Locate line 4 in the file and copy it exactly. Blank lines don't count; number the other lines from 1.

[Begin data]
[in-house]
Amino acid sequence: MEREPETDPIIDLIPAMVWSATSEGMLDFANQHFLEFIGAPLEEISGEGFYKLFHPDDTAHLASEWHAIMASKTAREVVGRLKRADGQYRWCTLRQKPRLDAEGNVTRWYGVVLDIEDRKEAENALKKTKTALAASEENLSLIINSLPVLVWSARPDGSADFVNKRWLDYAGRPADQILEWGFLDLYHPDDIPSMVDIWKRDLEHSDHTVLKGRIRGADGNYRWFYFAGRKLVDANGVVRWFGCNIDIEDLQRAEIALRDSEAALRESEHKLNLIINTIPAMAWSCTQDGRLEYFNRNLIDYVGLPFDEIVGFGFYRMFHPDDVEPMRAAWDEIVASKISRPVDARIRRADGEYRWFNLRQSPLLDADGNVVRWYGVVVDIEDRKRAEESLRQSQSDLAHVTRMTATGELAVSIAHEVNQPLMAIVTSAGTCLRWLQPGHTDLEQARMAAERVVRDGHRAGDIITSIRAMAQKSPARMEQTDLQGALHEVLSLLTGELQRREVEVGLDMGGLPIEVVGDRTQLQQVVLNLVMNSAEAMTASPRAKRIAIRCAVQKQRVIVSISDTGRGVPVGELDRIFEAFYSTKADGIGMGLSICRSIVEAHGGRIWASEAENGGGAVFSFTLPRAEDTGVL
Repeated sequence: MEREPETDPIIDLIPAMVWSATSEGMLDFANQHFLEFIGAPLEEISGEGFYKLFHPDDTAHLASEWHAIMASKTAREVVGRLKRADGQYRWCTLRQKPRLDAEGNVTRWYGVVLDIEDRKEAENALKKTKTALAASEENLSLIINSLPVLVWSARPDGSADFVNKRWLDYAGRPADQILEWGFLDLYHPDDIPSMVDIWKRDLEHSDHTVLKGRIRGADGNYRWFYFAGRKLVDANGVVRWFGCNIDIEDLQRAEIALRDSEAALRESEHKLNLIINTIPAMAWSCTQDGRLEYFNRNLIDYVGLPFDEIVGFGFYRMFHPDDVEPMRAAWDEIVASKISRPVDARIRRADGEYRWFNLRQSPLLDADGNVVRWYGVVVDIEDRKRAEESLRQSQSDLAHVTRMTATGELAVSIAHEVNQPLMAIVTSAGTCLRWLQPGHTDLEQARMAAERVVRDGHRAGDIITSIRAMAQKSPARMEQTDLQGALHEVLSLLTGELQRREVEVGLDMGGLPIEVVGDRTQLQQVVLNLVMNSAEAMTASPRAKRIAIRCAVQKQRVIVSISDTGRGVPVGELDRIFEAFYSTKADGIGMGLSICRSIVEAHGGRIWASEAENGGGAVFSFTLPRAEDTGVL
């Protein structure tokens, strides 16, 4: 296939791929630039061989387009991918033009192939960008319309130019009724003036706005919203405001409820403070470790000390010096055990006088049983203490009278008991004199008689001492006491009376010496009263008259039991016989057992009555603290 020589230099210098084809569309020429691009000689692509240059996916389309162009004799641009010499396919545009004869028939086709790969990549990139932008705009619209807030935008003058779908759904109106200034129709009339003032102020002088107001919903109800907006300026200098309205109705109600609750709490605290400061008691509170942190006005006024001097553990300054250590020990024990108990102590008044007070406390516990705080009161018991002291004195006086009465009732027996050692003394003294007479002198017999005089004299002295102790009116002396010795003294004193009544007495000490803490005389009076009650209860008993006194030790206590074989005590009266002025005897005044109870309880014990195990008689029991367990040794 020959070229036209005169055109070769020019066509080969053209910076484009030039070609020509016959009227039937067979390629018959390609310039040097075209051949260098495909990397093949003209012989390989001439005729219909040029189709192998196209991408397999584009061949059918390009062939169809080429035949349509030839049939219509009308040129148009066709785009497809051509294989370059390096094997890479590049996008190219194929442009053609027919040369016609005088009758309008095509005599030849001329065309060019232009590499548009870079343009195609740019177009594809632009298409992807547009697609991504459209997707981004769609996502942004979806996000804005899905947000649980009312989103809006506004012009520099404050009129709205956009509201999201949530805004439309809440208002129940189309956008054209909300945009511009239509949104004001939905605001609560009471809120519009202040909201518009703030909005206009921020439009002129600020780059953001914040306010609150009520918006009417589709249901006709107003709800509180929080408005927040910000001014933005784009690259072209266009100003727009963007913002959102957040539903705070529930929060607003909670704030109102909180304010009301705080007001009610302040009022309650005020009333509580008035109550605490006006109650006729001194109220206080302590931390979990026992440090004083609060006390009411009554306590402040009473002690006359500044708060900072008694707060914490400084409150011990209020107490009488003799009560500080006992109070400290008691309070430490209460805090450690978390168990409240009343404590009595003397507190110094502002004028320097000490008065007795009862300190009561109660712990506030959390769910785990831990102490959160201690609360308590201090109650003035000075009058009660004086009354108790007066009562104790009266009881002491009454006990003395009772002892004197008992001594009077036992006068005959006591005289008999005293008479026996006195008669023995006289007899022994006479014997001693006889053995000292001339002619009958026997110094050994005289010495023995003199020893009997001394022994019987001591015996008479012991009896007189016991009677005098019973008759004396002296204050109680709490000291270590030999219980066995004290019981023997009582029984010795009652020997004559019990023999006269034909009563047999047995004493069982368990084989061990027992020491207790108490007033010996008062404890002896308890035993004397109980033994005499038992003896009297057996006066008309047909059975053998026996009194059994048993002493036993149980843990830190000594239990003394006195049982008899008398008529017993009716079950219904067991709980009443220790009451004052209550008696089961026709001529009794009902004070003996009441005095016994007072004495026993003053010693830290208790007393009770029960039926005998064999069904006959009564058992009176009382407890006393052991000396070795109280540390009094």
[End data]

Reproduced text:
């Protein structure tokens, strides 16, 4: 296939791929630039061989387009991918033009192939960008319309130019009724003036706005919203405001409820403070470790000390010096055990006088049983203490009278008991004199008689001492006491009376010496009263008259039991016989057992009555603290 020589230099210098084809569309020429691009000689692509240059996916389309162009004799641009010499396919545009004869028939086709790969990549990139932008705009619209807030935008003058779908759904109106200034129709009339003032102020002088107001919903109800907006300026200098309205109705109600609750709490605290400061008691509170942190006005006024001097553990300054250590020990024990108990102590008044007070406390516990705080009161018991002291004195006086009465009732027996050692003394003294007479002198017999005089004299002295102790009116002396010795003294004193009544007495000490803490005389009076009650209860008993006194030790206590074989005590009266002025005897005044109870309880014990195990008689029991367990040794 020959070229036209005169055109070769020019066509080969053209910076484009030039070609020509016959009227039937067979390629018959390609310039040097075209051949260098495909990397093949003209012989390989001439005729219909040029189709192998196209991408397999584009061949059918390009062939169809080429035949349509030839049939219509009308040129148009066709785009497809051509294989370059390096094997890479590049996008190219194929442009053609027919040369016609005088009758309008095509005599030849001329065309060019232009590499548009870079343009195609740019177009594809632009298409992807547009697609991504459209997707981004769609996502942004979806996000804005899905947000649980009312989103809006506004012009520099404050009129709205956009509201999201949530805004439309809440208002129940189309956008054209909300945009511009239509949104004001939905605001609560009471809120519009202040909201518009703030909005206009921020439009002129600020780059953001914040306010609150009520918006009417589709249901006709107003709800509180929080408005927040910000001014933005784009690259072209266009100003727009963007913002959102957040539903705070529930929060607003909670704030109102909180304010009301705080007001009610302040009022309650005020009333509580008035109550605490006006109650006729001194109220206080302590931390979990026992440090004083609060006390009411009554306590402040009473002690006359500044708060900072008694707060914490400084409150011990209020107490009488003799009560500080006992109070400290008691309070430490209460805090450690978390168990409240009343404590009595003397507190110094502002004028320097000490008065007795009862300190009561109660712990506030959390769910785990831990102490959160201690609360308590201090109650003035000075009058009660004086009354108790007066009562104790009266009881002491009454006990003395009772002892004197008992001594009077036992006068005959006591005289008999005293008479026996006195008669023995006289007899022994006479014997001693006889053995000292001339002619009958026997110094050994005289010495023995003199020893009997001394022994019987001591015996008479012991009896007189016991009677005098019973008759004396002296204050109680709490000291270590030999219980066995004290019981023997009582029984010795009652020997004559019990023999006269034909009563047999047995004493069982368990084989061990027992020491207790108490007033010996008062404890002896308890035993004397109980033994005499038992003896009297057996006066008309047909059975053998026996009194059994048993002493036993149980843990830190000594239990003394006195049982008899008398008529017993009716079950219904067991709980009443220790009451004052209550008696089961026709001529009794009902004070003996009441005095016994007072004495026993003053010693830290208790007393009770029960039926005998064999069904006959009564058992009176009382407890006393052991000396070795109280540390009094």